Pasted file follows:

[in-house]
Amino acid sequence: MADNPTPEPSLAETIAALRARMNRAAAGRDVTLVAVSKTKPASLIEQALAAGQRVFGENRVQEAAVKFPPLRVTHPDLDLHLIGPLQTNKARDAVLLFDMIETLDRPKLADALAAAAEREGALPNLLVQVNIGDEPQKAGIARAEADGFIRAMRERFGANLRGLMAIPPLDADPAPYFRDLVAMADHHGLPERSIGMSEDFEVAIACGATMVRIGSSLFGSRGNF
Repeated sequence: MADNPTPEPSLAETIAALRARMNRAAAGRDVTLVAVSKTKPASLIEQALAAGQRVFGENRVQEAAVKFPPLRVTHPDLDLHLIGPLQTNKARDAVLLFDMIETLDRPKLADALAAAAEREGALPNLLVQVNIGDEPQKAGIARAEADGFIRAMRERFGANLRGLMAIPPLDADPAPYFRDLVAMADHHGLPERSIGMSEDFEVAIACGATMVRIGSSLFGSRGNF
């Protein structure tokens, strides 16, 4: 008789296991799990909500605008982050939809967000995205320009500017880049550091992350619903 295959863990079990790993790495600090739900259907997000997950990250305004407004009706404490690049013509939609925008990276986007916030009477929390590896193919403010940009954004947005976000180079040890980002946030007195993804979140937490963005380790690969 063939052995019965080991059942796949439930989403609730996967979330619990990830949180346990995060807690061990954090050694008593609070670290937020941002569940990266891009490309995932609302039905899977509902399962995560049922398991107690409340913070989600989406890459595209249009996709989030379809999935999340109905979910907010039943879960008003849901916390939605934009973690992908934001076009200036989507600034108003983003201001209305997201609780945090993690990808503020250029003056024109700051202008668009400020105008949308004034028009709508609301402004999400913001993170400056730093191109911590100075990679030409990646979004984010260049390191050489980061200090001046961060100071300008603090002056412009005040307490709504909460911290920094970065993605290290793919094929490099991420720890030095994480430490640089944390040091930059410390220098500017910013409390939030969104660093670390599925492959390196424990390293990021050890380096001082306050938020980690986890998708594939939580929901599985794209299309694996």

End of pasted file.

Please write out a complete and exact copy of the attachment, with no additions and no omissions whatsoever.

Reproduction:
[in-house]
Amino acid sequence: MADNPTPEPSLAETIAALRARMNRAAAGRDVTLVAVSKTKPASLIEQALAAGQRVFGENRVQEAAVKFPPLRVTHPDLDLHLIGPLQTNKARDAVLLFDMIETLDRPKLADALAAAAEREGALPNLLVQVNIGDEPQKAGIARAEADGFIRAMRERFGANLRGLMAIPPLDADPAPYFRDLVAMADHHGLPERSIGMSEDFEVAIACGATMVRIGSSLFGSRGNF
Repeated sequence: MADNPTPEPSLAETIAALRARMNRAAAGRDVTLVAVSKTKPASLIEQALAAGQRVFGENRVQEAAVKFPPLRVTHPDLDLHLIGPLQTNKARDAVLLFDMIETLDRPKLADALAAAAEREGALPNLLVQVNIGDEPQKAGIARAEADGFIRAMRERFGANLRGLMAIPPLDADPAPYFRDLVAMADHHGLPERSIGMSEDFEVAIACGATMVRIGSSLFGSRGNF
């Protein structure tokens, strides 16, 4: 008789296991799990909500605008982050939809967000995205320009500017880049550091992350619903 295959863990079990790993790495600090739900259907997000997950990250305004407004009706404490690049013509939609925008990276986007916030009477929390590896193919403010940009954004947005976000180079040890980002946030007195993804979140937490963005380790690969 063939052995019965080991059942796949439930989403609730996967979330619990990830949180346990995060807690061990954090050694008593609070670290937020941002569940990266891009490309995932609302039905899977509902399962995560049922398991107690409340913070989600989406890459595209249009996709989030379809999935999340109905979910907010039943879960008003849901916390939605934009973690992908934001076009200036989507600034108003983003201001209305997201609780945090993690990808503020250029003056024109700051202008668009400020105008949308004034028009709508609301402004999400913001993170400056730093191109911590100075990679030409990646979004984010260049390191050489980061200090001046961060100071300008603090002056412009005040307490709504909460911290920094970065993605290290793919094929490099991420720890030095994480430490640089944390040091930059410390220098500017910013409390939030969104660093670390599925492959390196424990390293990021050890380096001082306050938020980690986890998708594939939580929901599985794209299309694996």